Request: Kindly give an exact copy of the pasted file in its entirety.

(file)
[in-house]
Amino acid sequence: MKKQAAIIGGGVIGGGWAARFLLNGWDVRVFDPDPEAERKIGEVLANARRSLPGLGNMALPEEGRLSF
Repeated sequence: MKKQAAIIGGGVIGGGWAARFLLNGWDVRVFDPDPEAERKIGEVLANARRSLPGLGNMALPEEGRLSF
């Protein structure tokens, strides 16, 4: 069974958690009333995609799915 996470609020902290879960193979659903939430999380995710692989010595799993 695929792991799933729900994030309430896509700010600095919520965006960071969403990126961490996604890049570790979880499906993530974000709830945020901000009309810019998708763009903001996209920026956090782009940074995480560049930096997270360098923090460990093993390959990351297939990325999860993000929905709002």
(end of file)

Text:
[in-house]
Amino acid sequence: MKKQAAIIGGGVIGGGWAARFLLNGWDVRVFDPDPEAERKIGEVLANARRSLPGLGNMALPEEGRLSF
Repeated sequence: MKKQAAIIGGGVIGGGWAARFLLNGWDVRVFDPDPEAERKIGEVLANARRSLPGLGNMALPEEGRLSF
């Protein structure tokens, strides 16, 4: 069974958690009333995609799915 996470609020902290879960193979659903939430999380995710692989010595799993 695929792991799933729900994030309430896509700010600095919520965006960071969403990126961490996604890049570790979880499906993530974000709830945020901000009309810019998708763009903001996209920026956090782009940074995480560049930096997270360098923090460990093993390959990351297939990325999860993000929905709002």